Read Toll the Hounds by Steven Erikson Online


In Darujhistan, the city of blue fire, it is said that love and death shall arrive dancing. It is summer and the heat is oppressive, but for the small round man in the faded red waistcoat, discomfiture is not just because of the sun. All is not well. Dire portents plague his nights and haunt the city streets like fiends of shadow. Assassins skulk in alleyways, but the quarIn Darujhistan, the city of blue fire, it is said that love and death shall arrive dancing. It is summer and the heat is oppressive, but for the small round man in the faded red waistcoat, discomfiture is not just because of the sun. All is not well. Dire portents plague his nights and haunt the city streets like fiends of shadow. Assassins skulk in alleyways, but the quarry has turned and the hunters become the hunted. Hidden hands pluck the strings of tyranny like a fell chorus. While the bards sing their tragic tales, somewhere in the distance can be heard the baying of Hounds...And in the distant city of Black Coral, where rules Anomander Rake, Son of Darkness, ancient crimes awaken, intent on revenge. It seems Love and Death are indeed about to arrive...hand in hand, dancing. A thrilling, harrowing novel of war, intrigue and dark, uncontrollable magic, "Toll the Hounds" is the new chapter in Erikson's monumental series - epic fantasy at its most imaginative and storytelling at its most exciting....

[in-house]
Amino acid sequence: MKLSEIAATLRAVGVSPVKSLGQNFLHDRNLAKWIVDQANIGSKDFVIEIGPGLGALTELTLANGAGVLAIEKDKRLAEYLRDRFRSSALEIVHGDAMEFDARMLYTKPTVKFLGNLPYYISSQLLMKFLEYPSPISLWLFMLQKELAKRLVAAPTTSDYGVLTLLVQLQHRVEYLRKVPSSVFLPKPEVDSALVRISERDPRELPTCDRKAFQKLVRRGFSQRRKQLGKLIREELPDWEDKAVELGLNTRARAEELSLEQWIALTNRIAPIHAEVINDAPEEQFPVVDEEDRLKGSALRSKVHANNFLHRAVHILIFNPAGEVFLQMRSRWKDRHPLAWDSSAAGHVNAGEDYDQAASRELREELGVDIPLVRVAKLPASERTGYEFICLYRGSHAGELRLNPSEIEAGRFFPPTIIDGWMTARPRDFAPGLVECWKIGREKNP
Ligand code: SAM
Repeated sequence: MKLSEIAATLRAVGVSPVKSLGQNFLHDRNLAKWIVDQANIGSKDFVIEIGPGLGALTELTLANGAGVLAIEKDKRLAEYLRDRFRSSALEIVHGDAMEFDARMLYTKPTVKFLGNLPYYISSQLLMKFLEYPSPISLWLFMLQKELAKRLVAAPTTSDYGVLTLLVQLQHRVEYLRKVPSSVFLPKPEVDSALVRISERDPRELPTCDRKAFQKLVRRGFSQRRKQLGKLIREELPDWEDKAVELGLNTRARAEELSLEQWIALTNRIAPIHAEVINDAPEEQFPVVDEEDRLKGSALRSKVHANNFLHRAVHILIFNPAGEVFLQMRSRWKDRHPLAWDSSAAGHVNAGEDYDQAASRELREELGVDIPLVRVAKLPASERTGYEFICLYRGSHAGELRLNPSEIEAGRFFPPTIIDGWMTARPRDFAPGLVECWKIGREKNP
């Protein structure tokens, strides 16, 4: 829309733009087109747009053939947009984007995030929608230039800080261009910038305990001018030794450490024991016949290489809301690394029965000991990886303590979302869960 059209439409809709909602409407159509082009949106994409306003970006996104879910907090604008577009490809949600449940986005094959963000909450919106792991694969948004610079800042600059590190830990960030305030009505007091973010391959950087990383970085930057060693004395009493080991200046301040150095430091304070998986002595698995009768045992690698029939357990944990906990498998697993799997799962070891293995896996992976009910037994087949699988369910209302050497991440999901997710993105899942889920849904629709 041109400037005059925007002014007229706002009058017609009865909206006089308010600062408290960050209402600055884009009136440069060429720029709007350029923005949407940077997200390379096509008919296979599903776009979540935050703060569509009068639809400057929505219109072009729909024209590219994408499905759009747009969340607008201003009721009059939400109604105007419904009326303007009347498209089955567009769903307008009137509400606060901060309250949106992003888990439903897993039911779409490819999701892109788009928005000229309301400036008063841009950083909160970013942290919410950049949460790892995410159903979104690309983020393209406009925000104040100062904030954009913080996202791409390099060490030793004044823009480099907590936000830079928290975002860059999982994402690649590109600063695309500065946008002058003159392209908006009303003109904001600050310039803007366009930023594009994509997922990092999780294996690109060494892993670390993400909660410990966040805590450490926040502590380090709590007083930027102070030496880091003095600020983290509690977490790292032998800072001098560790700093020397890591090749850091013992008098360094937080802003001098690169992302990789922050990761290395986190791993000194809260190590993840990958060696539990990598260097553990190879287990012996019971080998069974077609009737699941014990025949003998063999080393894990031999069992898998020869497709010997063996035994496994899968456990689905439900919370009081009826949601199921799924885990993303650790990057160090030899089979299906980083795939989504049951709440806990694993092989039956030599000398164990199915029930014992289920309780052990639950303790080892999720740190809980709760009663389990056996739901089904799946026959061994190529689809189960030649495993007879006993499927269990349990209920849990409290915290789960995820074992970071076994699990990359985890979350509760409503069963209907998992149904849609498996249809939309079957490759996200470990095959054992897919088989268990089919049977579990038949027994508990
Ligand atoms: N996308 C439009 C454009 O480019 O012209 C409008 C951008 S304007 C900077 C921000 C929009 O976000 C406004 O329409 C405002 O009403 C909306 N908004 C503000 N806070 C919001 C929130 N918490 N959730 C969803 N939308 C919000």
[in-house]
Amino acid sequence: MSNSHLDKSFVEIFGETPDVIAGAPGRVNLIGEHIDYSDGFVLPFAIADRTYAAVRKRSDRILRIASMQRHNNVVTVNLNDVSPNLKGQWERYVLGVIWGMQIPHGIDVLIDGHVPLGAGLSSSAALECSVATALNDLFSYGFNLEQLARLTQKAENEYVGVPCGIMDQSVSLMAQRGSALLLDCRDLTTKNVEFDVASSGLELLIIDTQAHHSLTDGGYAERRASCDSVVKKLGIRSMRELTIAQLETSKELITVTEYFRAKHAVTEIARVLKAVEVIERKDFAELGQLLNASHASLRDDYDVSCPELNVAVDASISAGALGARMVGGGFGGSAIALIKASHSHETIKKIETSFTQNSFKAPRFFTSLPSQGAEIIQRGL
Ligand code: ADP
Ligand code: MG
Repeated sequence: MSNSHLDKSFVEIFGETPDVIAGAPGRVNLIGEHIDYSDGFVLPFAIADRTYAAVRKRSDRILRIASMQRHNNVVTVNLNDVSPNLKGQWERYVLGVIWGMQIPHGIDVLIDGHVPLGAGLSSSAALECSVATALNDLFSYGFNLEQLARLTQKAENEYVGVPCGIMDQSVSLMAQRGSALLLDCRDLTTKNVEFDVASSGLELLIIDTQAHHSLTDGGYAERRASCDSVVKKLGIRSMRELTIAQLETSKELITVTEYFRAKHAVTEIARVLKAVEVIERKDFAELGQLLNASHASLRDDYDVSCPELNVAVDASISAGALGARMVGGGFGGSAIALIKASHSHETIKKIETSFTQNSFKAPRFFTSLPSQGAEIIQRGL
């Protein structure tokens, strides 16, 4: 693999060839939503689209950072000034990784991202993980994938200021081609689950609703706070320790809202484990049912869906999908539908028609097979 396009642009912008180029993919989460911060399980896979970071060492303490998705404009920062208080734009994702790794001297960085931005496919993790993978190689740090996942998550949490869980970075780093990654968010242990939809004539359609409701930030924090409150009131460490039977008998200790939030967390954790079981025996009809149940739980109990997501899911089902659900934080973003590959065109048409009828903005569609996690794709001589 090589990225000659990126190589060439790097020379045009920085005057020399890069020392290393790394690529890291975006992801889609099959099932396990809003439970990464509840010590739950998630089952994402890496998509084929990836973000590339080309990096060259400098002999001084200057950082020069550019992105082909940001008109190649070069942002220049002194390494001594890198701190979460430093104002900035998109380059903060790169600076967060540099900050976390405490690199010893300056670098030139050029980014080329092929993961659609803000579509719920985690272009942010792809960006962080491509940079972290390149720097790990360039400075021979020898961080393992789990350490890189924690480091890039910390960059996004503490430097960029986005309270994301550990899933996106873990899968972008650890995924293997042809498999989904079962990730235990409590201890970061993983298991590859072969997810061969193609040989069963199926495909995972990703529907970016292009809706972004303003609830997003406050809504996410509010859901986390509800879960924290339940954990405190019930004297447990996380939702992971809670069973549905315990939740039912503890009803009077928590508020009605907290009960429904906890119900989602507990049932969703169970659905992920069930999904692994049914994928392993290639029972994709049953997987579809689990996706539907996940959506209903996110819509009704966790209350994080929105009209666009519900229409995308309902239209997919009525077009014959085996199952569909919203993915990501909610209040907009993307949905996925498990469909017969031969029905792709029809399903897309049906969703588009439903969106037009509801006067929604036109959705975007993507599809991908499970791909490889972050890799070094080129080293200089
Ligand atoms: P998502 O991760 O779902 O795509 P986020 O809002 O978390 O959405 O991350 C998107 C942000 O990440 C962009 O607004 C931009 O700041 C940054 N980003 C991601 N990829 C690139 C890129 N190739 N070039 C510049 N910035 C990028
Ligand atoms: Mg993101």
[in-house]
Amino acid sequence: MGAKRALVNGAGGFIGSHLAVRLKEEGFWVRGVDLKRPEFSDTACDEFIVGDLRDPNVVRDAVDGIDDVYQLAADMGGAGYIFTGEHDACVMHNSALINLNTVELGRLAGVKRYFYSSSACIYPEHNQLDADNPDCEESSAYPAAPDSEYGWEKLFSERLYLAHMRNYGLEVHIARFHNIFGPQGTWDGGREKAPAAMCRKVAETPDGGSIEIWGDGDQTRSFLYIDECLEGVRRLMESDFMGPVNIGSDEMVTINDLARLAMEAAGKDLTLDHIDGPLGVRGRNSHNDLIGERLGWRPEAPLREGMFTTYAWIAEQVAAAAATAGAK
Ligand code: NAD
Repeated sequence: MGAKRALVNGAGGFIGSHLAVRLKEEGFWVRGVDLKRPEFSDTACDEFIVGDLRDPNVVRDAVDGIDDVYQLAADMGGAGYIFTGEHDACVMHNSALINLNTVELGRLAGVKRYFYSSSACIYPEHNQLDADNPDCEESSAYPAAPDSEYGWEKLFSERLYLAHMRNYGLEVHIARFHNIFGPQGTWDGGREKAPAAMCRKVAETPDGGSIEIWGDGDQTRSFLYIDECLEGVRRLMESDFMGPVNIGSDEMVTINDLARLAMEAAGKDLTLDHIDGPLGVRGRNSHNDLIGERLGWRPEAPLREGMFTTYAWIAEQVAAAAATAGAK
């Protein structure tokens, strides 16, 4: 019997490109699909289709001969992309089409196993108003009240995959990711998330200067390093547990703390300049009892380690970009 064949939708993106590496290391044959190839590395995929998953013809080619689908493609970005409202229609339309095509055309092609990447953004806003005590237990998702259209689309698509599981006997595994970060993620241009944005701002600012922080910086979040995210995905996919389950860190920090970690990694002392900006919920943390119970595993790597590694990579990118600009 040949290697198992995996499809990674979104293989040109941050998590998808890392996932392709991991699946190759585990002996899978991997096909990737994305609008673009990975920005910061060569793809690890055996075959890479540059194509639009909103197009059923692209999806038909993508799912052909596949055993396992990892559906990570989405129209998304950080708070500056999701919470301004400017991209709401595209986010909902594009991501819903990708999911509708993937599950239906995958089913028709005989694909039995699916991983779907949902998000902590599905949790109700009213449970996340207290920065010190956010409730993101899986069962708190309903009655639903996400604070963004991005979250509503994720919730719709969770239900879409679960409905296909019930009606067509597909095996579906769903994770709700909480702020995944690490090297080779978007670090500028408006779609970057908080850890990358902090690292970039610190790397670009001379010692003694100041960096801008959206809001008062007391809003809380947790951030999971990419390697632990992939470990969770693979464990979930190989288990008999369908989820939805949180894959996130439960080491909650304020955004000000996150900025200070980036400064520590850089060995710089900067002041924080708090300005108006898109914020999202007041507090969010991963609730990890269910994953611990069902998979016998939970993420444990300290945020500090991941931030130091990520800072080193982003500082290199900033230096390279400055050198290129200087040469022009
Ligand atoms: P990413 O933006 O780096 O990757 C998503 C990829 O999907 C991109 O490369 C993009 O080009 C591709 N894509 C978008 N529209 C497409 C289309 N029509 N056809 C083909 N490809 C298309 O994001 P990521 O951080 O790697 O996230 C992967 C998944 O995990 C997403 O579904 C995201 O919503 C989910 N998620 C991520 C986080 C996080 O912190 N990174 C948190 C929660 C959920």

Title : Toll the Hounds
Author :
Rating :
ISBN : 9780765310088
Format Type : Hardcover
Number of Pages : 832 Pages
Status : Available For Download
Last checked : 21 Minutes ago!

Toll the Hounds Reviews

  • TS Chan
    2019-01-12 12:15